Sakimba integrated scientific approaches and local knowledge to assess changes in the Amboseli ecosystem over time, the causes of changes and the impact of the changes on pastoralists. He stratified the Amboseli ecosystem into nomadic, semi-nomadic and sedentary land uses under group tenure and private holdings. The four decade of change were divided into a pre-park period (1967-76), pre-settlement (1977-86), post-settlement (1987-2006) and the post-2009 drought.
From the resource maps drawn by the community, grazing areas have declined significantly over the period. The decline was more pronounced in the sedentary subdivided lands and the semi-nomadic locations, less so in nomadic locations. Areas of cultivation have also expanded over the period in both sedentary and semi-nomadic land sites. The changes have led to a reduction in household herd size in all the land locations, with the biggest declines in the sedentary land use sites.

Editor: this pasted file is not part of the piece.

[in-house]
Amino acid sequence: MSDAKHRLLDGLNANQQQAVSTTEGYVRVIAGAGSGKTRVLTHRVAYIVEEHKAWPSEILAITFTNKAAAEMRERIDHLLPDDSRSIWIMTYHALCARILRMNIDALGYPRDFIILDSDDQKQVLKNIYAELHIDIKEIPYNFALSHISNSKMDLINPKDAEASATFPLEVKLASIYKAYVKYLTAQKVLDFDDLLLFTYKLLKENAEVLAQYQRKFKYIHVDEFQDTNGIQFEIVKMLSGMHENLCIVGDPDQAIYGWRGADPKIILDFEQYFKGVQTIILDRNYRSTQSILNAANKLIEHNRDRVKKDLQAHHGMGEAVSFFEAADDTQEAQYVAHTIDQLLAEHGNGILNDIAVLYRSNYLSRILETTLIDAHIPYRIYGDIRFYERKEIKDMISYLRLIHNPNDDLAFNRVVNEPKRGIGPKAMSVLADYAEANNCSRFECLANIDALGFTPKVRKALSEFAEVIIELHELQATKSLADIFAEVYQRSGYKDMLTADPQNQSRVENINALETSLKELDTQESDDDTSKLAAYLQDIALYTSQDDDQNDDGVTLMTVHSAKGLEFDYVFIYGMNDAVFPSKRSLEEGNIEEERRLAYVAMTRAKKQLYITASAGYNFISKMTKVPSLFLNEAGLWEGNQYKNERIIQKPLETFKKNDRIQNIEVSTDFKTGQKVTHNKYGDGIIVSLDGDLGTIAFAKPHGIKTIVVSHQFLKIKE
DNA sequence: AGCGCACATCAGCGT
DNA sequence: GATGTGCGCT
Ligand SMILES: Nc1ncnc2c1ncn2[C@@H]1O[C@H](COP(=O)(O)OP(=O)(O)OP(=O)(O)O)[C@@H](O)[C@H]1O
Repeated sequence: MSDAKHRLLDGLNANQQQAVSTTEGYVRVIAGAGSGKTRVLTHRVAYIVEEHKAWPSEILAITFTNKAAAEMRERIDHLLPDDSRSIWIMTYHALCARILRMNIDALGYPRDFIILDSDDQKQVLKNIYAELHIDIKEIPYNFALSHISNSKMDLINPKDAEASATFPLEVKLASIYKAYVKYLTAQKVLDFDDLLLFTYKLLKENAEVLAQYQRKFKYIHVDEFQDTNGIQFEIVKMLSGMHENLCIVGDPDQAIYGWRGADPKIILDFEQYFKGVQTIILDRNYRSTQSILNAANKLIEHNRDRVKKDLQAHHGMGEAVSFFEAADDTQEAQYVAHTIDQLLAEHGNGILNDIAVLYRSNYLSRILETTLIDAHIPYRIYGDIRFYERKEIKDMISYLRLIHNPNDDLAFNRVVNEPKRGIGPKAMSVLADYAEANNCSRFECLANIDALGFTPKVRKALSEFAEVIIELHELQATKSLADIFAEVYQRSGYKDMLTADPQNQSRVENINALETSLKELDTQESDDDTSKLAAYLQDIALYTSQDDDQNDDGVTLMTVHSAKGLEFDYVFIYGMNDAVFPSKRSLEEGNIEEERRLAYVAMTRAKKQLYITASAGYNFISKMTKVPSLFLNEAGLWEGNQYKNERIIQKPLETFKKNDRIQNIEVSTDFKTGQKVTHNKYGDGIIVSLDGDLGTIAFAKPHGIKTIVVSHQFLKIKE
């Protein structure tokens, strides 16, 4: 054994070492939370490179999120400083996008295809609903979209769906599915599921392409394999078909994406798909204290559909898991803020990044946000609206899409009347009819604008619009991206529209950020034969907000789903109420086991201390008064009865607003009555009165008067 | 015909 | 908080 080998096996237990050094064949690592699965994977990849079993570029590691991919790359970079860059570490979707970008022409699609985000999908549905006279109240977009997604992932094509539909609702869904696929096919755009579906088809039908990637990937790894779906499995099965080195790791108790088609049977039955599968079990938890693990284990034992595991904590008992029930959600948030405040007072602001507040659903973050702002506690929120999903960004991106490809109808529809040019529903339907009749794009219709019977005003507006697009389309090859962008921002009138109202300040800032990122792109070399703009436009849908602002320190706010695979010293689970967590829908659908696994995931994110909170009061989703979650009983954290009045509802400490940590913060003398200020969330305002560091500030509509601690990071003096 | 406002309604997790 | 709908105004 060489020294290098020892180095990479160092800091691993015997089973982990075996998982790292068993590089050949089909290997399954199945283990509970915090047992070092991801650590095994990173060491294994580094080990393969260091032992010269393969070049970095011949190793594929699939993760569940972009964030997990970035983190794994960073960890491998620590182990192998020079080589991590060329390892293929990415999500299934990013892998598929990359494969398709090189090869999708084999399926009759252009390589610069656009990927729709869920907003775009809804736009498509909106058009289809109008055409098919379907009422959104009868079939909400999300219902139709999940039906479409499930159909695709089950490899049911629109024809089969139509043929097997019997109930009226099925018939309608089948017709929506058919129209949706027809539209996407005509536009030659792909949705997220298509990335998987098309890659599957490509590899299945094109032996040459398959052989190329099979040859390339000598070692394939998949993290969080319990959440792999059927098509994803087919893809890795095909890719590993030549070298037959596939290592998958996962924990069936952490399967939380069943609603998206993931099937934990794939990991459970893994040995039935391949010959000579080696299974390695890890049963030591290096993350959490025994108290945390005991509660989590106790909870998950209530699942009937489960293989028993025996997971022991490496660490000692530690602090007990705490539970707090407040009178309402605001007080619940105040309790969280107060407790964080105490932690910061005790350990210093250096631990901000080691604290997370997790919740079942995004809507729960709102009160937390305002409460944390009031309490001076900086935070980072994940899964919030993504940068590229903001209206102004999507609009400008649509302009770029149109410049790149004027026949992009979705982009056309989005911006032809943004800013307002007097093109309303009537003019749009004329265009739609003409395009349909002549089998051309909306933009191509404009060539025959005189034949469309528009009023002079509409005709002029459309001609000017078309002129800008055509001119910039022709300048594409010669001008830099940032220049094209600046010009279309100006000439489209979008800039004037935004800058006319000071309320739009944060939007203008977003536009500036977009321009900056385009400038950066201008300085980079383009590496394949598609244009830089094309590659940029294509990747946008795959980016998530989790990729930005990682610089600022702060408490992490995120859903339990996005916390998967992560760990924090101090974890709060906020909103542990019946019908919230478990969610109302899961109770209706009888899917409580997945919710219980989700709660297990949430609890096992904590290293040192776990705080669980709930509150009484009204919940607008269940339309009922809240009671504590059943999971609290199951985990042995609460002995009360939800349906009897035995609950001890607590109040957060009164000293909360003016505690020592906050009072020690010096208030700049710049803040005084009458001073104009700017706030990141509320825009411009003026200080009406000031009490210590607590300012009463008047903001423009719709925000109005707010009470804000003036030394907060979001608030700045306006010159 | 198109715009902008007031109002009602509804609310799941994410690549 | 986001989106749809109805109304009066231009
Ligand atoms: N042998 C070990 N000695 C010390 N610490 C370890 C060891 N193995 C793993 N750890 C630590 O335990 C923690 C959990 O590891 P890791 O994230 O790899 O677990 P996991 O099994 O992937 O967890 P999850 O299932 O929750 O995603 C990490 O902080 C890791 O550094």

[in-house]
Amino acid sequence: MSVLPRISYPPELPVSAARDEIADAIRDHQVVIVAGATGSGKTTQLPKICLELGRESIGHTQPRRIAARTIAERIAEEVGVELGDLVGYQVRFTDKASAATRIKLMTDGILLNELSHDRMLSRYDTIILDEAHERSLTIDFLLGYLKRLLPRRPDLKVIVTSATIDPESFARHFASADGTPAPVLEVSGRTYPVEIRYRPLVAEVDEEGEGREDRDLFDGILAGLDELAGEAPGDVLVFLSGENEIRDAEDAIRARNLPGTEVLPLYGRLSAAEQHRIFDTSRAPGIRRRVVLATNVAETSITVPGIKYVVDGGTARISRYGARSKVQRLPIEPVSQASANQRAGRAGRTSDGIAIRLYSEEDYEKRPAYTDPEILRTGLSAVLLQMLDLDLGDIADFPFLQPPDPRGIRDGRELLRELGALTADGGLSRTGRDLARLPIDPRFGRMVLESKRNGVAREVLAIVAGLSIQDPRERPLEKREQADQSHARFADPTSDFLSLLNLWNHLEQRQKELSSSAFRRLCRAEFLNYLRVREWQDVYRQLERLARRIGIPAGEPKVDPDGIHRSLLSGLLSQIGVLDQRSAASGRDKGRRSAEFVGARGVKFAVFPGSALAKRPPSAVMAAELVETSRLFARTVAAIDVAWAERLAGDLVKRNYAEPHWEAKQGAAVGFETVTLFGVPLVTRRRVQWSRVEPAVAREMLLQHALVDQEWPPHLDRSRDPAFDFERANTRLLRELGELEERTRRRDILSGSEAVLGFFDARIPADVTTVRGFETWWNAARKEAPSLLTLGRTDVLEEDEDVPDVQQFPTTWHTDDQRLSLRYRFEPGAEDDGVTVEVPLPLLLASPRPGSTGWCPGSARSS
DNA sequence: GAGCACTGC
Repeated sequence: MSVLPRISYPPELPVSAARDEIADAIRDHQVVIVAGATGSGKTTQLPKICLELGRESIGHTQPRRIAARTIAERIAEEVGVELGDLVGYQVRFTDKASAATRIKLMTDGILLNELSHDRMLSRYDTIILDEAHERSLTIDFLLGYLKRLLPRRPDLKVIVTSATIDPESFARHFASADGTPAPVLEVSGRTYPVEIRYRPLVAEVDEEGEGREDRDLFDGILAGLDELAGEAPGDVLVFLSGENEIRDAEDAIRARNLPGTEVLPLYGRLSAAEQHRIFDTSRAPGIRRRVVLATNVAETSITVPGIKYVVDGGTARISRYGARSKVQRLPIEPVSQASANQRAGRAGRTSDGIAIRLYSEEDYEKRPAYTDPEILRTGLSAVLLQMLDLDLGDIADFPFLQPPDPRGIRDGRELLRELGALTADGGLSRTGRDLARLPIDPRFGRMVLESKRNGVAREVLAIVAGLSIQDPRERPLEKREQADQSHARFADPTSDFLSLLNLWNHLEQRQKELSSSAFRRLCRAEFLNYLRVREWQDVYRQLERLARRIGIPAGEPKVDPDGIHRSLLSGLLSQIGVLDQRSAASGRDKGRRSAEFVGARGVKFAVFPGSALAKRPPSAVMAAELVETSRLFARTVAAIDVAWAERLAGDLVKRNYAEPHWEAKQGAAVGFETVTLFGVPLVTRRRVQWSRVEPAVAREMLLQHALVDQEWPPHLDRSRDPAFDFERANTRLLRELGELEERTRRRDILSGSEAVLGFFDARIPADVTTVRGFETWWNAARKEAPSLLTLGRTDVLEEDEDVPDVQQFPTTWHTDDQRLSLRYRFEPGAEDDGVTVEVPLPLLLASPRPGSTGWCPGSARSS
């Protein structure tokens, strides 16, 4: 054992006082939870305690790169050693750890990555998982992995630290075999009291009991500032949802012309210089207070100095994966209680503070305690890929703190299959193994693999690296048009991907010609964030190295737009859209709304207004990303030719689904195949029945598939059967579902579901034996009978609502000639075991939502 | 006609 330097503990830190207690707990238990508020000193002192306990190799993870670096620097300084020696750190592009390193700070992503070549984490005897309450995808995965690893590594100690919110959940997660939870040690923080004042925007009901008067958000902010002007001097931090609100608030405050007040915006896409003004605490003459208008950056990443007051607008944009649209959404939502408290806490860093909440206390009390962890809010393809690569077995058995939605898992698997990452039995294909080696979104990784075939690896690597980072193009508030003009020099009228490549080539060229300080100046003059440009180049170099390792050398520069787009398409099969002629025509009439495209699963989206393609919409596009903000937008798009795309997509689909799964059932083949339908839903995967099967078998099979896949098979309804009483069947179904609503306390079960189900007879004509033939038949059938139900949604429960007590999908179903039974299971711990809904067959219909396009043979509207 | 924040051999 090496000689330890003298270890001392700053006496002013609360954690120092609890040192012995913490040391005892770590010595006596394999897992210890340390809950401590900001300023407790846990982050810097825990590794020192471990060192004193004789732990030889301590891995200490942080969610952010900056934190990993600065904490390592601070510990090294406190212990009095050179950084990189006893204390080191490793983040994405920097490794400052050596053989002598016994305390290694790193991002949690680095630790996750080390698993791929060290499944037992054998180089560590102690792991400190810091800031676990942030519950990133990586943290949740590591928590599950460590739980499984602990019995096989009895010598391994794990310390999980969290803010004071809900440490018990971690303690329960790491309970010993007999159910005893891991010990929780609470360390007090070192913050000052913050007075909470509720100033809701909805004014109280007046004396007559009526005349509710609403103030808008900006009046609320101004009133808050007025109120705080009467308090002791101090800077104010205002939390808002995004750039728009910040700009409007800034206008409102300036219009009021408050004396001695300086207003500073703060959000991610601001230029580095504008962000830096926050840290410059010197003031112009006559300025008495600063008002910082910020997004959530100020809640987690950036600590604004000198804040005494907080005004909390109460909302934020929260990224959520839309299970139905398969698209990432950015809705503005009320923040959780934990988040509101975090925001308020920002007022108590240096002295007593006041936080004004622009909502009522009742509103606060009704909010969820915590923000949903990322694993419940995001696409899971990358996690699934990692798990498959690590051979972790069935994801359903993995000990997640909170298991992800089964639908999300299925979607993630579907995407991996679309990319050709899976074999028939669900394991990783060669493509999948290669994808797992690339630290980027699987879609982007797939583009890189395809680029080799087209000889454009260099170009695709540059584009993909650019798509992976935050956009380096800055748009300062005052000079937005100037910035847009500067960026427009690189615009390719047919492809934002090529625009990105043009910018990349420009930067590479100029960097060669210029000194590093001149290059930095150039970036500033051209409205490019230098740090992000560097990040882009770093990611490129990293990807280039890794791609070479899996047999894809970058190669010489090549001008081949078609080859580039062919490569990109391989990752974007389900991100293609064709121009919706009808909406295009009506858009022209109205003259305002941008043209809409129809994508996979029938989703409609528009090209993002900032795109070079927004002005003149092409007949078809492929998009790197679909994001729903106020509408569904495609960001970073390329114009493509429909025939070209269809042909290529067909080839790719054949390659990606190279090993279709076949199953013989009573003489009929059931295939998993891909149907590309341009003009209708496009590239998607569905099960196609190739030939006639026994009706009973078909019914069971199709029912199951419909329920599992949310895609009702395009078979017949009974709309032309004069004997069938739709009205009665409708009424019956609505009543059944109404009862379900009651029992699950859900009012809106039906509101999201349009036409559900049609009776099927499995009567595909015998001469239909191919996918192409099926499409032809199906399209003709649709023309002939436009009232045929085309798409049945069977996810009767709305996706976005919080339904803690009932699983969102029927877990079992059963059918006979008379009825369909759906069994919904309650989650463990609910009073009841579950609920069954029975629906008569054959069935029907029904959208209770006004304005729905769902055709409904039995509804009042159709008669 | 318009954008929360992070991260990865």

The results of the study show that pastoralism remains a key livelihood strategy in Amboseli. Monitoring rangeland changes through community perceptions is a vital step in designing sustainable strategies for managing change and in strengthening participatory planning process.